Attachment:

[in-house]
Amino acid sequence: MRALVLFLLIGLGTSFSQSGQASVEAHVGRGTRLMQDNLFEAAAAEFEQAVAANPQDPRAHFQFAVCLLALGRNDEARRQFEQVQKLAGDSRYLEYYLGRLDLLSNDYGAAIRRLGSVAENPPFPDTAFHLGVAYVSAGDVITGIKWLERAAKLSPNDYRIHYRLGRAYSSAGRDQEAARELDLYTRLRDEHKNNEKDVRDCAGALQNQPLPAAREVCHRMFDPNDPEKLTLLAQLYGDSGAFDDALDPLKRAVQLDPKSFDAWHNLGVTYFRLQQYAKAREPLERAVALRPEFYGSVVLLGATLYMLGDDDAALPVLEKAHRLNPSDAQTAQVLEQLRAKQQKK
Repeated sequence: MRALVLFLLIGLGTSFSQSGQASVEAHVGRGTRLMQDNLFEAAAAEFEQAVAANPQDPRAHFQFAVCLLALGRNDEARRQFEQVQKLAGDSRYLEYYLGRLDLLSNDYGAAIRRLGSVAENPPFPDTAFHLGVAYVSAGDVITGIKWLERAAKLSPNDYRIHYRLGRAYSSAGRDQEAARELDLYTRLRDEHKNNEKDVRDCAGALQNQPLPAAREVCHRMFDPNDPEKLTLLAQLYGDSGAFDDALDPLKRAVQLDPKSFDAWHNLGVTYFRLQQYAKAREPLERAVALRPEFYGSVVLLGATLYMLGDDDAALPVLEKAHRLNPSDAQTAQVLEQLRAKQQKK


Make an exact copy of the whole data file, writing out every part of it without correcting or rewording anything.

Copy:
[in-house]
Amino acid sequence: MRALVLFLLIGLGTSFSQSGQASVEAHVGRGTRLMQDNLFEAAAAEFEQAVAANPQDPRAHFQFAVCLLALGRNDEARRQFEQVQKLAGDSRYLEYYLGRLDLLSNDYGAAIRRLGSVAENPPFPDTAFHLGVAYVSAGDVITGIKWLERAAKLSPNDYRIHYRLGRAYSSAGRDQEAARELDLYTRLRDEHKNNEKDVRDCAGALQNQPLPAAREVCHRMFDPNDPEKLTLLAQLYGDSGAFDDALDPLKRAVQLDPKSFDAWHNLGVTYFRLQQYAKAREPLERAVALRPEFYGSVVLLGATLYMLGDDDAALPVLEKAHRLNPSDAQTAQVLEQLRAKQQKK
Repeated sequence: MRALVLFLLIGLGTSFSQSGQASVEAHVGRGTRLMQDNLFEAAAAEFEQAVAANPQDPRAHFQFAVCLLALGRNDEARRQFEQVQKLAGDSRYLEYYLGRLDLLSNDYGAAIRRLGSVAENPPFPDTAFHLGVAYVSAGDVITGIKWLERAAKLSPNDYRIHYRLGRAYSSAGRDQEAARELDLYTRLRDEHKNNEKDVRDCAGALQNQPLPAAREVCHRMFDPNDPEKLTLLAQLYGDSGAFDDALDPLKRAVQLDPKSFDAWHNLGVTYFRLQQYAKAREPLERAVALRPEFYGSVVLLGATLYMLGDDDAALPVLEKAHRLNPSDAQTAQVLEQLRAKQQKK